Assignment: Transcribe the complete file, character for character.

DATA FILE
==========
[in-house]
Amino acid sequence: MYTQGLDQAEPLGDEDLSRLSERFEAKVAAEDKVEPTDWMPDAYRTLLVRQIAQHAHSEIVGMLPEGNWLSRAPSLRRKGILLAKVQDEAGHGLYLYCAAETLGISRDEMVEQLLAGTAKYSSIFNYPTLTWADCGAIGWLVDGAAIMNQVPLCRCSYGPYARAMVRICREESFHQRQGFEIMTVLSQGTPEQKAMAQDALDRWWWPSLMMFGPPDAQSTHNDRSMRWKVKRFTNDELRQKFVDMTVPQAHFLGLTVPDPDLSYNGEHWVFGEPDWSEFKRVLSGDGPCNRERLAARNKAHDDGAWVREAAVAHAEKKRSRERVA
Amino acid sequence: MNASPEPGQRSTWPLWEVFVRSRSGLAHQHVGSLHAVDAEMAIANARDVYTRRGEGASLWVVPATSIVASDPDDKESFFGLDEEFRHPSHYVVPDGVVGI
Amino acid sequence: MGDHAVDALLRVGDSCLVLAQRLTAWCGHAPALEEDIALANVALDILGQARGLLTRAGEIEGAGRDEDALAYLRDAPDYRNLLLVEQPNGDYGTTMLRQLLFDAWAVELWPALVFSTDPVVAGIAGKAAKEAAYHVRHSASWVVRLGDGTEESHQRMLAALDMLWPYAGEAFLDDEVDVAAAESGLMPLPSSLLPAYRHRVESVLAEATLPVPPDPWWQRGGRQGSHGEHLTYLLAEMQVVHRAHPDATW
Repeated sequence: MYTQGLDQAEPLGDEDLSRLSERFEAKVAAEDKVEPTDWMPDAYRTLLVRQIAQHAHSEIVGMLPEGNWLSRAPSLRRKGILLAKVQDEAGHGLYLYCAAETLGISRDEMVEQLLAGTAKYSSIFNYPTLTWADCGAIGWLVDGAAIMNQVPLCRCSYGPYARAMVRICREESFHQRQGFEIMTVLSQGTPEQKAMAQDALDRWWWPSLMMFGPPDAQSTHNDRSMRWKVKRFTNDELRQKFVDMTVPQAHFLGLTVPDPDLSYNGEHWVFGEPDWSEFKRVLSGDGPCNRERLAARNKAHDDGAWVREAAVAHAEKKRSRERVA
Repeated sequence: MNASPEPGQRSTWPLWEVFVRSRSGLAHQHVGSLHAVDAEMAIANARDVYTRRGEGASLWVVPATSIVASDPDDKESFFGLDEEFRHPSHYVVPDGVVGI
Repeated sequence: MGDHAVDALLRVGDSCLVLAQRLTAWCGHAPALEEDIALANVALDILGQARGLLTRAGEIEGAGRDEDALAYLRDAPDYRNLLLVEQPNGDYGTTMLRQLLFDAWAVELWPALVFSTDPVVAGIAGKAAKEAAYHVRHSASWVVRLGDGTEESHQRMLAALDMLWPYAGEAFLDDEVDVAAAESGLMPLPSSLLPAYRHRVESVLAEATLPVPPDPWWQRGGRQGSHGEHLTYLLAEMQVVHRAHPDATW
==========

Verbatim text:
[in-house]
Amino acid sequence: MYTQGLDQAEPLGDEDLSRLSERFEAKVAAEDKVEPTDWMPDAYRTLLVRQIAQHAHSEIVGMLPEGNWLSRAPSLRRKGILLAKVQDEAGHGLYLYCAAETLGISRDEMVEQLLAGTAKYSSIFNYPTLTWADCGAIGWLVDGAAIMNQVPLCRCSYGPYARAMVRICREESFHQRQGFEIMTVLSQGTPEQKAMAQDALDRWWWPSLMMFGPPDAQSTHNDRSMRWKVKRFTNDELRQKFVDMTVPQAHFLGLTVPDPDLSYNGEHWVFGEPDWSEFKRVLSGDGPCNRERLAARNKAHDDGAWVREAAVAHAEKKRSRERVA
Amino acid sequence: MNASPEPGQRSTWPLWEVFVRSRSGLAHQHVGSLHAVDAEMAIANARDVYTRRGEGASLWVVPATSIVASDPDDKESFFGLDEEFRHPSHYVVPDGVVGI
Amino acid sequence: MGDHAVDALLRVGDSCLVLAQRLTAWCGHAPALEEDIALANVALDILGQARGLLTRAGEIEGAGRDEDALAYLRDAPDYRNLLLVEQPNGDYGTTMLRQLLFDAWAVELWPALVFSTDPVVAGIAGKAAKEAAYHVRHSASWVVRLGDGTEESHQRMLAALDMLWPYAGEAFLDDEVDVAAAESGLMPLPSSLLPAYRHRVESVLAEATLPVPPDPWWQRGGRQGSHGEHLTYLLAEMQVVHRAHPDATW
Repeated sequence: MYTQGLDQAEPLGDEDLSRLSERFEAKVAAEDKVEPTDWMPDAYRTLLVRQIAQHAHSEIVGMLPEGNWLSRAPSLRRKGILLAKVQDEAGHGLYLYCAAETLGISRDEMVEQLLAGTAKYSSIFNYPTLTWADCGAIGWLVDGAAIMNQVPLCRCSYGPYARAMVRICREESFHQRQGFEIMTVLSQGTPEQKAMAQDALDRWWWPSLMMFGPPDAQSTHNDRSMRWKVKRFTNDELRQKFVDMTVPQAHFLGLTVPDPDLSYNGEHWVFGEPDWSEFKRVLSGDGPCNRERLAARNKAHDDGAWVREAAVAHAEKKRSRERVA
Repeated sequence: MNASPEPGQRSTWPLWEVFVRSRSGLAHQHVGSLHAVDAEMAIANARDVYTRRGEGASLWVVPATSIVASDPDDKESFFGLDEEFRHPSHYVVPDGVVGI
Repeated sequence: MGDHAVDALLRVGDSCLVLAQRLTAWCGHAPALEEDIALANVALDILGQARGLLTRAGEIEGAGRDEDALAYLRDAPDYRNLLLVEQPNGDYGTTMLRQLLFDAWAVELWPALVFSTDPVVAGIAGKAAKEAAYHVRHSASWVVRLGDGTEESHQRMLAALDMLWPYAGEAFLDDEVDVAAAESGLMPLPSSLLPAYRHRVESVLAEATLPVPPDPWWQRGGRQGSHGEHLTYLLAEMQVVHRAHPDATW